Effect of cognitive-existential group therapy on survival in early-stage breast cancer

David W. Kissane, Anthony Love, Allison Hatton, Sidney Bloch, Graeme Smith, David M. Clarke, Patricia Miach, Jill Ikin, Nadia Ranieri, Raymond D. Snyder

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Abstract

Purpose: Cognitive-existential group therapy (CEGT) was developed to improve mood and mental attitude toward cancer in women with early-stage breast cancer receiving adjuvant chemotherapy. Given the debate about group therapy's association with increased survival in women with metastatic breast cancer, we were curious to check its effect at a much earlier stage in the cancer journey. Patients and Methods: We randomly assigned 303 women with early-stage breast cancer who were receiving adjuvant chemotherapy to either 20 sessions of weekly group therapy plus three relaxation classes (n = 154) or to a control condition of three relaxation classes alone (n = 149). The primary outcome was survival. Results: CEGT did not extend survival; the median survival time was 81.9 months (95% CI, 64.8 to 99.0 months) in the group-therapy women and 85.5 months (95% CI, 67.5 to 103.6 months) in the control arm. The hazard ratio for death was 1.35 (95% CI, 0.76 to 2.39; P = .31). In contrast, histology and axillary lymph node status were significant predictors of survival. Low-grade histology yielded a hazard ratio of 0.342 (95% CI, 0.17 to 0.69), and axillary lymph node-negative status yielded a hazard ratio of 0.397 (95% CI, 0.20 to 0.78). Conclusion: CEGT does not prolong survival in women with early-stage breast cancer.

Original languageEnglish
Pages (from-to)4255-4260
Number of pages6
JournalJournal of Clinical Oncology
Volume22
Issue number21
DOIs
Publication statusPublished - 1 Dec 2004

Cite this

Kissane, David W. ; Love, Anthony ; Hatton, Allison ; Bloch, Sidney ; Smith, Graeme ; Clarke, David M. ; Miach, Patricia ; Ikin, Jill ; Ranieri, Nadia ; Snyder, Raymond D. / Effect of cognitive-existential group therapy on survival in early-stage breast cancer. In: Journal of Clinical Oncology. 2004 ; Vol. 22, No. 21. pp. 4255-4260.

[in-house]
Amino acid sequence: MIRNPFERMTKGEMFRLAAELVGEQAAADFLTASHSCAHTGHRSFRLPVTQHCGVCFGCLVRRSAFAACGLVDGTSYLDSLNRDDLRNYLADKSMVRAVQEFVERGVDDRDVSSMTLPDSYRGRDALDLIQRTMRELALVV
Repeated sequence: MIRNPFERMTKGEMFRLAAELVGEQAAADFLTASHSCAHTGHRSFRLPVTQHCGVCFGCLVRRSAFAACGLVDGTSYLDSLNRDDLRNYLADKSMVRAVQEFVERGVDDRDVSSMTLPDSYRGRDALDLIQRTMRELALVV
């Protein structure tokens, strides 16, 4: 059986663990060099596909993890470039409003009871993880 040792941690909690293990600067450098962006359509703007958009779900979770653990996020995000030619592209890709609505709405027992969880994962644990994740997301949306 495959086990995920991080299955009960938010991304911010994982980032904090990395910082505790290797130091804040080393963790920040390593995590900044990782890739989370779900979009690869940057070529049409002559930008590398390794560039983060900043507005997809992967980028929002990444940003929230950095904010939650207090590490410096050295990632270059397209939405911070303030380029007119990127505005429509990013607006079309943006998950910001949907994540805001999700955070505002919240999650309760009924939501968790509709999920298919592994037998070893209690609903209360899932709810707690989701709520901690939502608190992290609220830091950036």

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abstract = "Purpose: Cognitive-existential group therapy (CEGT) was developed to improve mood and mental attitude toward cancer in women with early-stage breast cancer receiving adjuvant chemotherapy. Given the debate about group therapy's association with increased survival in women with metastatic breast cancer, we were curious to check its effect at a much earlier stage in the cancer journey. Patients and Methods: We randomly assigned 303 women with early-stage breast cancer who were receiving adjuvant chemotherapy to either 20 sessions of weekly group therapy plus three relaxation classes (n = 154) or to a control condition of three relaxation classes alone (n = 149). The primary outcome was survival. Results: CEGT did not extend survival; the median survival time was 81.9 months (95{\%} CI, 64.8 to 99.0 months) in the group-therapy women and 85.5 months (95{\%} CI, 67.5 to 103.6 months) in the control arm. The hazard ratio for death was 1.35 (95{\%} CI, 0.76 to 2.39; P = .31). In contrast, histology and axillary lymph node status were significant predictors of survival. Low-grade histology yielded a hazard ratio of 0.342 (95{\%} CI, 0.17 to 0.69), and axillary lymph node-negative status yielded a hazard ratio of 0.397 (95{\%} CI, 0.20 to 0.78). Conclusion: CEGT does not prolong survival in women with early-stage breast cancer.",